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Retired chief investment officer and former NYSE firm partner with 50 plus years experience in field as analyst / economist, portfolio manager / trader, and CIO who has superb track record with multi $billion equities and fixed income portfolios. Advanced degrees, CFA. Having done much professional writing as a young guy, I now have a cryptic style. 40 years down on and around The Street confirms: CAVEAT EMPTOR IN SPADES !!!

Tuesday, September 02, 2014

Inflation Potential

One very probable eventual outcome of a strong liquidity cycle such as the US has been
experiencing is an acceleration of cyclical inflation. QE's 1 and 2 helped push the CPI from
a deflationary reading of -2.1% yr/yr in Jul. 2009 up to +3.9% inflation for Sep. 2011. In
the absence of strong QE until early 2013, the CPI dropped back below 2.0% yr/yr in Apr.
2012 and did not rise above 2.0% again until this spring and then only barely.

The US has experienced a continuing long term decline of Its inflation rate since the early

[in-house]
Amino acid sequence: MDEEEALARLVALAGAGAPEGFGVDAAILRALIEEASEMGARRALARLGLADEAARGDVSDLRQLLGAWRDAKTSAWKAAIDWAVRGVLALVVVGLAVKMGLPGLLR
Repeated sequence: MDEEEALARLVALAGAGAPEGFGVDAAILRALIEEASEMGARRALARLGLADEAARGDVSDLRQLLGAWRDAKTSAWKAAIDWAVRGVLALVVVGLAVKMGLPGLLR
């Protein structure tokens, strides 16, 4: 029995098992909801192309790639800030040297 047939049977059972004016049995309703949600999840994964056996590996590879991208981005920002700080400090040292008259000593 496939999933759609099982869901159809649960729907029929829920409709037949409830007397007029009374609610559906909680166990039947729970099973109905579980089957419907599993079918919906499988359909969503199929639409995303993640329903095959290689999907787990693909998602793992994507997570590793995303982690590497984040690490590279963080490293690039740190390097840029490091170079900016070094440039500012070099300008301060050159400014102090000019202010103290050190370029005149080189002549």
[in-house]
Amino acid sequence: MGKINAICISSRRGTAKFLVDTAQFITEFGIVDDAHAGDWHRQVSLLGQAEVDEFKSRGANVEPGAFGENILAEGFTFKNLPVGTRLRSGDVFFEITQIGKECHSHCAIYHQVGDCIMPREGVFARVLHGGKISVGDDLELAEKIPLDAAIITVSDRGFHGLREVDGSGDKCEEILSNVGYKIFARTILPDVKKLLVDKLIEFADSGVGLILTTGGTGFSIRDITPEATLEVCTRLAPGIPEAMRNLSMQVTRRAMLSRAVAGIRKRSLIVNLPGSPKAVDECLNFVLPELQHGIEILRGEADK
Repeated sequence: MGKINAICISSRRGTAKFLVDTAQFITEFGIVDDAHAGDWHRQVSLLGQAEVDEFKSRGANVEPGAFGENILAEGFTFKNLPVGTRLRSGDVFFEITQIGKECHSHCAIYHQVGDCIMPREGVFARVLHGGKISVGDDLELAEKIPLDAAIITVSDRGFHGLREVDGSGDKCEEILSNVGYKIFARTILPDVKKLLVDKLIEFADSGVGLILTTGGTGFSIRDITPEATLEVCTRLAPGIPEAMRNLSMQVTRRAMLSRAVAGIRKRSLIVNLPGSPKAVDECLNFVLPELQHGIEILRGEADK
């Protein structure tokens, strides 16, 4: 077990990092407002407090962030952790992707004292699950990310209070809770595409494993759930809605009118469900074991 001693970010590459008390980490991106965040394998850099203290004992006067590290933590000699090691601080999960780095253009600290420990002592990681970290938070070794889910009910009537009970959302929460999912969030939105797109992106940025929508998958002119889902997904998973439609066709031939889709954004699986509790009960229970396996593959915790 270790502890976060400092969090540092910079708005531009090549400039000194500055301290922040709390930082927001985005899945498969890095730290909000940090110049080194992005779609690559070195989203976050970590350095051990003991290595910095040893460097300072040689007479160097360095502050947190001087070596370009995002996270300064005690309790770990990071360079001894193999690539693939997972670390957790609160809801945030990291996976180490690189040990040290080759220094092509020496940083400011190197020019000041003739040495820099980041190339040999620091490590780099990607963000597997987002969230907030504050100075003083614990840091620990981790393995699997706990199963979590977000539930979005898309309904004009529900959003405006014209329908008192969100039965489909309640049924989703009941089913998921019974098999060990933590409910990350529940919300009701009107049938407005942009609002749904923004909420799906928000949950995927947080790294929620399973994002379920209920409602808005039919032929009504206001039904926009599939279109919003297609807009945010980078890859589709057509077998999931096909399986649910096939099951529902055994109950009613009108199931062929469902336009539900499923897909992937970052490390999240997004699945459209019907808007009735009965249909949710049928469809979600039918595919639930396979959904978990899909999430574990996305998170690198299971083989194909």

1980s. There have been periodic cyclical surges that have come when the CRB Commodities
Index rises 10% or more on a yr/yr basis. The mini - surge in the CRB earlier this year
helped boost the CPI from 1% to 2%. CRB Chart

There are a number of factors that have reduced US inflation over the years such as slower
 real economic growth, sharply rising lower cost imports and a progressive but sizable decline
in the growth of wage costs. Even so, the low pass through of higher commodities costs
to the CPI this year has been a surprise. I have been thinking that the CPI could rise to at
least 3% by the end of 2014, but this may be a tough go now.

If you return to The CRB chart, you will see a horizontal green line set at 335 for the index.
That is my educated guess of where supply and demand in the aggregate for this group of
commodities would come into balance. So, from my view there is still excess capacity in these
markets, particularly for grains and fuels. If there is not further firming in global economic
demand, the excess will likely continue, and the sort of sustained upward pressure on pricing
that is needed now to underwrite a further sharp cyclical rise of the CPI % is not likely to

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